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LIN 06 W — The Story of English: A 1,500-Year Journey

Quarter: Winter
Course Format: Online course (System Requirements)
Duration: 8 weeks
Date(s): Jan 16—Mar 9
Drop Deadline: Jan 19
Unit: 1
Tuition: $425
Instructor(s): Asya Pereltsvaig
Limit: 45
Status: Registration opens on 12/04/2017
Please Note: Online courses have a new refund policy. The full tuition refund deadline for this course is 1/19 at 5:00 pm (PT); 50% tuition refund deadline is 1/24 at 5:00 pm (PT).
Winter
Date(s)
Jan 16—Mar 9
8 weeks
Drop By
Jan 19
1 Unit
Fees
$425
Instructor(s):
Asya Pereltsvaig
Limit
45
Registration opens on 12/04/2017
Please Note: Online courses have a new refund policy. The full tuition refund deadline for this course is 1/19 at 5:00 pm (PT); 50% tuition refund deadline is 1/24 at 5:00 pm (PT).
COURSE DESCRIPTION:

Why are “heel” and “heal” pronounced the same but “heed” and “head” are pronounced differently? Why is there a silent “k” in “knife” and a silent “s” in “island”? Why is the plural of “foot” “feet” and of “tooth” “teeth,” but the plural of “book” is not “beek”? And why is there subject-verb inversion in “Never have I enjoyed grammar”?

In this course, we will shed light on these and other questions concerning the peculiarities of English pronunciation and spelling, word forms, grammar, and regional variation by examining its fifteen-century-long history, from humble beginnings as a dialect of Germanic tribes in northwestern Europe, through its tempestuous medieval history, to its development as a spoken and literary language in the times of William Shakespeare and Samuel Johnson, and as a language of technology and worldwide communication in modern times. We will explore the influences on English of other peoples and their languages, including the Romans, Celts, Vikings, and Normans, as well as native peoples of various countries and territories colonized by English speakers. We will also investigate ongoing changes such as the novel use of “anymore” in positive sentences and the rise of “because” as a preposition. Last but not least, we will examine the present-day diversity of English and its role as a global lingua franca.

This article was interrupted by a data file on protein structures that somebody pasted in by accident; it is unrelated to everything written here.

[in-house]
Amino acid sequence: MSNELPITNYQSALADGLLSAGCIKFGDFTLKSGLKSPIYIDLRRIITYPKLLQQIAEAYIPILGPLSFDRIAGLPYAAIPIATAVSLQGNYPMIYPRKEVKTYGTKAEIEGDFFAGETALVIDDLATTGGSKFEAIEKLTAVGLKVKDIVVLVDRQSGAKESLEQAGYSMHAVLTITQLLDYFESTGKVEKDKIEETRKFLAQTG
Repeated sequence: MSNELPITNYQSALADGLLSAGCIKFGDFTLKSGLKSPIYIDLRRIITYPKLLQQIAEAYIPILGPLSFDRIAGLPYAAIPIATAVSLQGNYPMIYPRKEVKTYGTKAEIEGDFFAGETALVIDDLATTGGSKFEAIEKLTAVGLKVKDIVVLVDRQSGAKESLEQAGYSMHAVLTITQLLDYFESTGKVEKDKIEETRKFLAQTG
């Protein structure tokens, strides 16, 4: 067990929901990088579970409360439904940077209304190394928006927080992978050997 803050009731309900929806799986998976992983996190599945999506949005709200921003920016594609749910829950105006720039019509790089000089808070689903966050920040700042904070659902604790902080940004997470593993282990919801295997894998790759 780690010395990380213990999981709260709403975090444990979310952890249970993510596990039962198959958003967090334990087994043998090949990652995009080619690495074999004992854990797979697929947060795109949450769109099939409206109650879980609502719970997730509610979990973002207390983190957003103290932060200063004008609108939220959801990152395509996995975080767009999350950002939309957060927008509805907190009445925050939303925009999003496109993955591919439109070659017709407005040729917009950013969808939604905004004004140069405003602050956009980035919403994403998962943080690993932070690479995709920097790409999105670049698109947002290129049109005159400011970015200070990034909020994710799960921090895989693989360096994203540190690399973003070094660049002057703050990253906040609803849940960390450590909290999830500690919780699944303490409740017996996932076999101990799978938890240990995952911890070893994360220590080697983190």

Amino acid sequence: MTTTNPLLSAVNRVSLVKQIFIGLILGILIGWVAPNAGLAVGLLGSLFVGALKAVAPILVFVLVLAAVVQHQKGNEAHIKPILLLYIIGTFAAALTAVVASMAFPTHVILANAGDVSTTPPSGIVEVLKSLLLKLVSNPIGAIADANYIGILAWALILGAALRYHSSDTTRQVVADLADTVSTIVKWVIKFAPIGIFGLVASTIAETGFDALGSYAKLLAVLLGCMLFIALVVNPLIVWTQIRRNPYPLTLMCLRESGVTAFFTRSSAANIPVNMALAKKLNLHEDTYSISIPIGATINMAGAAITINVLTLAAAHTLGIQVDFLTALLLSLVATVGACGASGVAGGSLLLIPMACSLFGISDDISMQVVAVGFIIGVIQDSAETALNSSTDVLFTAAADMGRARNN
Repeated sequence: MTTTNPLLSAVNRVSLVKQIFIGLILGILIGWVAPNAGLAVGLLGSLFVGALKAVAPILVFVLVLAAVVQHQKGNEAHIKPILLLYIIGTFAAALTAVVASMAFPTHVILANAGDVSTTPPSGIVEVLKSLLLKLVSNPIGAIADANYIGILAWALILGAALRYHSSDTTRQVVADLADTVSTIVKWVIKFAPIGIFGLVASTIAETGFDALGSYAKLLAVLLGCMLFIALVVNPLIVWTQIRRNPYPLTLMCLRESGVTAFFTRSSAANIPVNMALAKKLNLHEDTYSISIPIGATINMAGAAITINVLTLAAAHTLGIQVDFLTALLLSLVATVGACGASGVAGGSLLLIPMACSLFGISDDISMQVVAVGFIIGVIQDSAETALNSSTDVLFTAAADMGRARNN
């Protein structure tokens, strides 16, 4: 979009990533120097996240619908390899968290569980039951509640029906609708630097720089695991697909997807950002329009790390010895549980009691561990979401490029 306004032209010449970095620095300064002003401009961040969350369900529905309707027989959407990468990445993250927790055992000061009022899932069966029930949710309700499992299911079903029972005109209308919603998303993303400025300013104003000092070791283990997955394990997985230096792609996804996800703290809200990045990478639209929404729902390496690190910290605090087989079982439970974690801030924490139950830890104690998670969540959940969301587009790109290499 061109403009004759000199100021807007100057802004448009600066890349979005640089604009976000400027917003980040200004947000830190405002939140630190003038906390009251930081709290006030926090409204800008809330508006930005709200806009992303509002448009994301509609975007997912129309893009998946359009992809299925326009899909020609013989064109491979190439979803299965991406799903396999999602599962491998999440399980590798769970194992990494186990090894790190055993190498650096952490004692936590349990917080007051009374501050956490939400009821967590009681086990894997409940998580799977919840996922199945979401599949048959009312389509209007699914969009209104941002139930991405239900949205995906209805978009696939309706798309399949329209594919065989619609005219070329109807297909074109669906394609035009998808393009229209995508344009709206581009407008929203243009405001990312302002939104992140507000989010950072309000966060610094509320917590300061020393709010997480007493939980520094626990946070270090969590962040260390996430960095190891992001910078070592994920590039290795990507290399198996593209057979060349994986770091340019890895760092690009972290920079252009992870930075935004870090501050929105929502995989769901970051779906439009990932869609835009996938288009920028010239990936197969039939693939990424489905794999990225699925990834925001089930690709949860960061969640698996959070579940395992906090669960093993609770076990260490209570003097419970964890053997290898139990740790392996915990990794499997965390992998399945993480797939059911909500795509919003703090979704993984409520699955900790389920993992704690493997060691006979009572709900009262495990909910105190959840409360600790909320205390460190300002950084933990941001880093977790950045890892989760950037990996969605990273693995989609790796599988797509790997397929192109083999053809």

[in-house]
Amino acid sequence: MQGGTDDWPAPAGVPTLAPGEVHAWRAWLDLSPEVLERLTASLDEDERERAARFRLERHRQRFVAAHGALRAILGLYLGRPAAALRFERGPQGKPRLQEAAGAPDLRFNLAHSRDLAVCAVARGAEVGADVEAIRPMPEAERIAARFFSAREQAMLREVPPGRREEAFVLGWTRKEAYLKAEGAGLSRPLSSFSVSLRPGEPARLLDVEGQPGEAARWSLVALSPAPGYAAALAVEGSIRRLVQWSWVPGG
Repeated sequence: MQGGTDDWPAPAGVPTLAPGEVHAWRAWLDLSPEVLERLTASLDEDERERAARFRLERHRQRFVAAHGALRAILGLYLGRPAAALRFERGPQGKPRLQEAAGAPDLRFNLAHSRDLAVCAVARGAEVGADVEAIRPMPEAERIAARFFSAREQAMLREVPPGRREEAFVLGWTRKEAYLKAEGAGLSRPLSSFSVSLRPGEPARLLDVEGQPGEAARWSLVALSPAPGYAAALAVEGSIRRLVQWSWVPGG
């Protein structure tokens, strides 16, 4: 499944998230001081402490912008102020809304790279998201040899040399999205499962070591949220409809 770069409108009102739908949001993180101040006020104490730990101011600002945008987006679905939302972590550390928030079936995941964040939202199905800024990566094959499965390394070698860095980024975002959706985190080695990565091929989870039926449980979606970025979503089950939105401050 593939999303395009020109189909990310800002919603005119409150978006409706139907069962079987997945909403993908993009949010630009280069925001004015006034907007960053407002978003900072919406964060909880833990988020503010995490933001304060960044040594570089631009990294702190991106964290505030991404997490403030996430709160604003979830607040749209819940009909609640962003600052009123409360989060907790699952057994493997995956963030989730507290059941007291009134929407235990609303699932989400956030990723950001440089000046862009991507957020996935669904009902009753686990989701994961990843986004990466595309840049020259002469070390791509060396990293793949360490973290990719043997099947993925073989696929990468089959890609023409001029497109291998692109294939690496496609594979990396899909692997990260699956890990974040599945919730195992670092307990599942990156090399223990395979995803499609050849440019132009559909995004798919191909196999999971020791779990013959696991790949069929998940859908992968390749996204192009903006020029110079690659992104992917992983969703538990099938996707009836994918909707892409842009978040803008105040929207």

WHAT MAKES OUR ONLINE COURSES UNIQUE:

  • Course sizes are limited.
    You won't have 5,000 classmates. This course's enrollment is capped at 45 participants.

  • Frequent interaction with the instructor.
    You aren't expected to work through the material alone. Instructors will answer questions and interact with students on the discussion board and through weekly video meetings.

  • Study with a vibrant peer group.
    Stanford Continuing Studies courses attract thoughtful and engaged students who take courses for the love of learning. Students in each course will exchange ideas with one another through easy-to-use message boards as well as optional weekly real-time video conferences.

  • Direct feedback from the instructor.
    Instructors will review and offer feedback on assignment submissions. Students are not required to turn in assignments, but for those who do, their work is graded by the instructor.

  • Courses offer the flexibility to participate on your own schedule.
    Course work is completed on a weekly basis when you have the time. You can log in and participate in the class whenever it's convenient for you. If you can’t attend the weekly video meetings, the sessions are always recorded for you and your instructor is just an email away.

  • This course is offered through Stanford Continuing Studies.
    To learn more about the program, visit our About Us page. For more information on the online format, please visit the FAQ page.

Asya Pereltsvaig, Linguistics Scholar

Asya Pereltsvaig received a PhD in linguistics from McGill and has taught at Yale, Cornell, Stanford, and several European universities. Her areas of specialization include historical linguistics, Slavic languages, and the history of Yiddish. Her latest books are Languages of the World: An Introduction and The Indo-European Controversy: Facts and Fallacies in Historical Linguistics (co-authored with Martin W. Lewis).

Textbooks for this course:

(Required) Barber, Charles; Joan C. Beal; and Philip A. Shaw, The English Language. A Historical Introduction (2nd Edition) (ISBN 978-0521670012)
(Required) Millward and Hayes, Workbook for Millward/Hayes' A Biography of the English Language 3rd Edition (ISBN 978-0495910091)
DOWNLOAD THE PRELIMINARY SYLLABUS » (subject to change)